The same goes for a car’s starter, alternator, and water pump, which can be remanufactured. Even those grubby seats, the gas tank, the stereo, and your old car battery can be removed and resold rather than finding their way into a landfill or junkyard.
As you might imagine, there are also lots of fluids to manage through the process. During the initial dismantling of an end life vehicle, all of its fluids are collected. This includes engine oil, coolant, diesel fuel, and gasoline.
Your car isn’t just heedlessly torn apart. It is carefully disassembled to collect all the car’s fluids and keep them from getting into the environment where they could pollute the ground and water. All those fluids are then stored in tanks and safely contained until they can also be reused or recycled.
Even the last little bit of windshield washer fluid in the bottom of that reservoir is removed and stored before a car is taken apart. All told, the equivalent of 8 Exxon Valdez disasters worth of hazardous fluids is reclaimed from end life vehicles every year.
The Automotive Recycler’s Association estimates that the industry collects 100.8 million gallons of fuel, 24 million gallons of motor oil, 8 million gallons of coolant, and 45 million gallons of windshield washer fluid annually. Those are staggering numbers and show the importance of selling your end life car to a reputable buyer who will ensure your vehicle is properly recycled. Without recycling efforts, those contaminants would be a dangerous source of pollution.
Once a vehicle has been disassembled and fluids have been collected, what’s left is sent to shredding facilities. These facilities have specialized equipment that pulverize vehicles at a rate of four vehicles per minute. This turns the final remains of your old car into chunks roughly the size of your fist. These chunks still aren’t the end of the line for your old vehicle.
The pulverized bits travel along conveyors where they’re sorted even further using magnetic separation, eddy current, laser, and even infrared systems. It’s a very high-tech process designed to reclaim every possible bit of an end life car, which is good for the environment and for the automotive recycling industry.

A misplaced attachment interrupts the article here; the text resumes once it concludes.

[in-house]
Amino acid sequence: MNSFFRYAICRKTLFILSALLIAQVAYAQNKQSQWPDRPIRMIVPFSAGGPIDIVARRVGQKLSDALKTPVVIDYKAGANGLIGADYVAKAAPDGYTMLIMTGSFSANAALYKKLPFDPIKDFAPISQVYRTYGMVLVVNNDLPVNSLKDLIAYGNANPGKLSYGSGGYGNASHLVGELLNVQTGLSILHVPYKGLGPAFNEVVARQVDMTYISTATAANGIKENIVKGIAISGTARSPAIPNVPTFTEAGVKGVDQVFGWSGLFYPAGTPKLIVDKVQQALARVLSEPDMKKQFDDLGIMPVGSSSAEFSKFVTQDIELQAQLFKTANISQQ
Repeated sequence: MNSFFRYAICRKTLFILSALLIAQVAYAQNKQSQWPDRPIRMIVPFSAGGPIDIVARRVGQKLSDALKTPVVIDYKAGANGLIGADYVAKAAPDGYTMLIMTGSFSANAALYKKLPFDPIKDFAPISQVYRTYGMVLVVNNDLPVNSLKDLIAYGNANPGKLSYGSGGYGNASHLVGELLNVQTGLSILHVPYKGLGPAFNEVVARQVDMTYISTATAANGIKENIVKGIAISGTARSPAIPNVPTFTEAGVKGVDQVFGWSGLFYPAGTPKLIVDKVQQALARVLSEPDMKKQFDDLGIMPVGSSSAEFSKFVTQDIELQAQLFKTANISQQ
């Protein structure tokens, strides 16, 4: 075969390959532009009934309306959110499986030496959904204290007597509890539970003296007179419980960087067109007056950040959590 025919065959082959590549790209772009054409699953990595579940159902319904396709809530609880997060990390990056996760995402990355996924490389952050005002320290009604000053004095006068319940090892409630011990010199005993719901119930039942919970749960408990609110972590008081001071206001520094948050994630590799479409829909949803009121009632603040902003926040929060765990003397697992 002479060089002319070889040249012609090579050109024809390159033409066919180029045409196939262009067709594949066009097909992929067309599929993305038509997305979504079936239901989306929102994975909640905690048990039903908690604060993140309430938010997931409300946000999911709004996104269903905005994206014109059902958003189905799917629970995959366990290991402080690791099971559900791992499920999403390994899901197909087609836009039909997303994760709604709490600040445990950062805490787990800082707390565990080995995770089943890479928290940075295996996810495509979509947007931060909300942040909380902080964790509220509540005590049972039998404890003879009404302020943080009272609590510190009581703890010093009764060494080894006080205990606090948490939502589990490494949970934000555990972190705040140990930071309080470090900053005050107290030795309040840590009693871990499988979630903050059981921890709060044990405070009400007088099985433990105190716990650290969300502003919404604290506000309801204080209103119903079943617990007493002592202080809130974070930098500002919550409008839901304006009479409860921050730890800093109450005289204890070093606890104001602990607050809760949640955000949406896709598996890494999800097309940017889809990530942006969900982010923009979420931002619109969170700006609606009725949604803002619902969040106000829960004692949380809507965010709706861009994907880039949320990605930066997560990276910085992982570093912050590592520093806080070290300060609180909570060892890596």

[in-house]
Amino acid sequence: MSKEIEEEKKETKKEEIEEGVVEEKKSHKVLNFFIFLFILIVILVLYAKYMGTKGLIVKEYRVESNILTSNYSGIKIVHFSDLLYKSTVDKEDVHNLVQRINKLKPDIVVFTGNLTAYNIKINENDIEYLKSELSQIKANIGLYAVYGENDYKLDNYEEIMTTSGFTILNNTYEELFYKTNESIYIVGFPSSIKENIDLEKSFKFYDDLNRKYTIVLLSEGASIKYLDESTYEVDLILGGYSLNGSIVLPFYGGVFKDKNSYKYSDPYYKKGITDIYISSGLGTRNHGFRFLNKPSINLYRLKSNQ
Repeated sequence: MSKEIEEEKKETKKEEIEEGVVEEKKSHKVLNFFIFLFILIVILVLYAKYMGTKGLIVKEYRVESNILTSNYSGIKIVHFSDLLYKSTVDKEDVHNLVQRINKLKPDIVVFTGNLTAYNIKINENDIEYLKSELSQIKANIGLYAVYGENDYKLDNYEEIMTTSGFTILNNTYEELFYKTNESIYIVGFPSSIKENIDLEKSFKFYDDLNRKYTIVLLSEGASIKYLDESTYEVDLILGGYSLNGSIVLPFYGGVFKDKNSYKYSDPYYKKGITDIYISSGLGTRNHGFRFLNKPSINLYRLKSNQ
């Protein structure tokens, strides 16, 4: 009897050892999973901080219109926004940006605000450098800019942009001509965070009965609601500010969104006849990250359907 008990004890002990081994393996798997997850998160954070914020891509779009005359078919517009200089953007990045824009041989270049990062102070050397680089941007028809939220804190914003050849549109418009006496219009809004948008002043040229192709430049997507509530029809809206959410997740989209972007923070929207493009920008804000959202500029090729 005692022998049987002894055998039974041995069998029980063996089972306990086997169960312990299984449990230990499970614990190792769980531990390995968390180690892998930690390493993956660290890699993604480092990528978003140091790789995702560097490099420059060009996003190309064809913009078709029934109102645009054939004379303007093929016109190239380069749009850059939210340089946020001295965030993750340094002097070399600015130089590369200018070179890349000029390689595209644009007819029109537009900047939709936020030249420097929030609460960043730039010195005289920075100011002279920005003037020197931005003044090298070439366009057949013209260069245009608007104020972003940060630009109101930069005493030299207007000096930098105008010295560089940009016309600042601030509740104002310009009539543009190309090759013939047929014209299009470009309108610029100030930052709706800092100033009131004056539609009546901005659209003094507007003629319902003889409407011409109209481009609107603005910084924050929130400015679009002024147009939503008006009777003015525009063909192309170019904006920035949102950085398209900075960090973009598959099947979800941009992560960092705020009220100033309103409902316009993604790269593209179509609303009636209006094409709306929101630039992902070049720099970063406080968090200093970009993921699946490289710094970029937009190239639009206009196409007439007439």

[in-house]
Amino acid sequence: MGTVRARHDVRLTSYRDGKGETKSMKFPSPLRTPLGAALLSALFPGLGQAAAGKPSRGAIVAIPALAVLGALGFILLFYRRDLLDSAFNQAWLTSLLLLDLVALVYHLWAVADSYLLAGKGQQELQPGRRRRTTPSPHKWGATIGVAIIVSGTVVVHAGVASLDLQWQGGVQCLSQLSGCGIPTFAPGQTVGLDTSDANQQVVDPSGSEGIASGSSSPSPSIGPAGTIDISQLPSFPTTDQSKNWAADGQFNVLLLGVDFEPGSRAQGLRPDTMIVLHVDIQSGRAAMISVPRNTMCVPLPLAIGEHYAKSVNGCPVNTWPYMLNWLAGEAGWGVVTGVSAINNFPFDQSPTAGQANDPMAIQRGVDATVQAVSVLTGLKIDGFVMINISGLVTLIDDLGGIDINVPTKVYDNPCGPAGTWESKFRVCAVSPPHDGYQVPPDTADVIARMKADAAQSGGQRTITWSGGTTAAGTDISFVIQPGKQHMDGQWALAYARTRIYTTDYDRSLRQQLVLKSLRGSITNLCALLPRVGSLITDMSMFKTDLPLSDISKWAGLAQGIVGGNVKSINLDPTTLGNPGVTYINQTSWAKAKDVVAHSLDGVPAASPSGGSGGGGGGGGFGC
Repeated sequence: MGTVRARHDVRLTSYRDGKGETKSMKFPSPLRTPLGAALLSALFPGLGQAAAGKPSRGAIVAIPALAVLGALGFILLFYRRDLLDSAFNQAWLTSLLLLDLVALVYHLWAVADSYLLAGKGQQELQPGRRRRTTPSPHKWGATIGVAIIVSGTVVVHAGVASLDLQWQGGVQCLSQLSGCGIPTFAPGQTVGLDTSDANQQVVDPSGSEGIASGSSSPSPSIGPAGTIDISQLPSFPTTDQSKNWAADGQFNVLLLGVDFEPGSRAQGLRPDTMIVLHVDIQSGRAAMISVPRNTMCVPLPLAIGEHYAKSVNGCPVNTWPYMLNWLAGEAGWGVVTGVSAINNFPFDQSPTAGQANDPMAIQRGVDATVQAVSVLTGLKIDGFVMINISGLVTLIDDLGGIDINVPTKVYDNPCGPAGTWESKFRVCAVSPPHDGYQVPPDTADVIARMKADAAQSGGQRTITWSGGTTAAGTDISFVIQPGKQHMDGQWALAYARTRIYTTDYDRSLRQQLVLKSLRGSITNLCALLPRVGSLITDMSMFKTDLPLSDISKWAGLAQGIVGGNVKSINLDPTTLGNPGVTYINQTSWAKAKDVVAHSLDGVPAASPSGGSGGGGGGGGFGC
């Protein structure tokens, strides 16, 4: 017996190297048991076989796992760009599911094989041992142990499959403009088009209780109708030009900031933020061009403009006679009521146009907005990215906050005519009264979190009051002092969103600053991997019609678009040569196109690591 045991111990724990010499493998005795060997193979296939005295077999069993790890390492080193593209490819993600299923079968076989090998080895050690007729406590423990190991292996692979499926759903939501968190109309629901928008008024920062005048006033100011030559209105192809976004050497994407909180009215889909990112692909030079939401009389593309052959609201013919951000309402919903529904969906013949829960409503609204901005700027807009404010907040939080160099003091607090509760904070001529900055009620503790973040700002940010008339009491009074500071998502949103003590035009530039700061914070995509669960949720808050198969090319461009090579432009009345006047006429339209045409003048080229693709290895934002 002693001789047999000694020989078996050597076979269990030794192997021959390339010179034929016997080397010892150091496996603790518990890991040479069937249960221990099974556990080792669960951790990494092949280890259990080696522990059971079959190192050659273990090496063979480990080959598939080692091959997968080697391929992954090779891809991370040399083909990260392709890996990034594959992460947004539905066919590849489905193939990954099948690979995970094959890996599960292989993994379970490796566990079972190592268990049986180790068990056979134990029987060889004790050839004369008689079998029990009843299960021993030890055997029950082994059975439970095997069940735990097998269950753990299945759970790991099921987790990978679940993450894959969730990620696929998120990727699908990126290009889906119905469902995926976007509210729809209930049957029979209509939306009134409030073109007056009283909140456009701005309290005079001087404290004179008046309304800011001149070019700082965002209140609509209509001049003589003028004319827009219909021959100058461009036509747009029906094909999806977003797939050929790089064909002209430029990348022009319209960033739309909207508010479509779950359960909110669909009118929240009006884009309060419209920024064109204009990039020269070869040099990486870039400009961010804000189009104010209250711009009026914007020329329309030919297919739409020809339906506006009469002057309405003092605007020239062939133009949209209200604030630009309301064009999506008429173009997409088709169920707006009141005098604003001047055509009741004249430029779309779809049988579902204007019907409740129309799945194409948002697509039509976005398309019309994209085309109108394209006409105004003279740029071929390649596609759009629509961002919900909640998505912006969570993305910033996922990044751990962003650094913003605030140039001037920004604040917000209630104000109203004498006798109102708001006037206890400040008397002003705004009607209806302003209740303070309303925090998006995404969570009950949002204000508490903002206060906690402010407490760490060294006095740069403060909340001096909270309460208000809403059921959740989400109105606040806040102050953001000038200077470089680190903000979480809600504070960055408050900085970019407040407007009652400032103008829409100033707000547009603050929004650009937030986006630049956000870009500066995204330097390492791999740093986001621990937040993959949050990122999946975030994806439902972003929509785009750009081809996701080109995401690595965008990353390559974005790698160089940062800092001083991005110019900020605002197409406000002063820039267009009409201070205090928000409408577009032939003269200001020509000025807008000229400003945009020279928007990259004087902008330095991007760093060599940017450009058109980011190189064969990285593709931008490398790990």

The metal recovered at shredding facilities in turn becomes raw materials at factories. Steel mills, electric arc furnaces, and various smelters take that metal and use it in new products. In fact, roughly half of the new steel produced in North America today is made from recycled materials.
A ton of new steel made from recycled pieces of scrap steel rather than starting fresh with iron ore conserves 2,500 pounds of ore, 1,400 pounds of coal, and 120 pounds of limestone. Recycling end life vehicles not only prevents cars from becoming nothing more than rusting hulks, it provides far-reaching financial and environmental benefits.
Knowing your car will be properly disposed of makes the decision to sell it easier, but there’s another good reason to say goodbye. End life vehicle aren’t safe. These are vehicles on which repairs can no longer effectively be made, which means having that vehicle on the road is a hazard. Selling it before it ends up breaking down and causing a problem helps reduce accident rates and makes all of us safer.
Despite the industry’s best efforts, there is still some material from end life vehicles that cannot be recycled. It’s called Automotive Shredder Residue (ASR) and it generally ends up in a landfill. The auto industry is working with recyclers to reduce the amount of ASR and make vehicles less hazardous to the environment. Current recycling efforts have already kept 9,000 pounds of mercury out of the environment and the industry is working to get rid of the last trace amounts of mercury found in our cars.
In addition to eliminating dangerous materials from cars, automakers are also using more recycled materials on their cars from the start. The milk jug you recycle at the curb could end up in a car’s trim components. The old carpet and clothing you recycle could end up being used to make sound deadening materials that keep your car quiet. Plastics from recycled bottles end up in everything from battery trays to fan shrouds to air conditioner housings.
The end life of a vehicle may have you imagining a lot full of rusted cars, but that’s yesterday’s news. Today, end life vehicles are recycled with most of your car living on in new products. Whether it’s your tires, your engine, or the doors, today’s end life vehicles provide a recycling opportunity that benefits us all.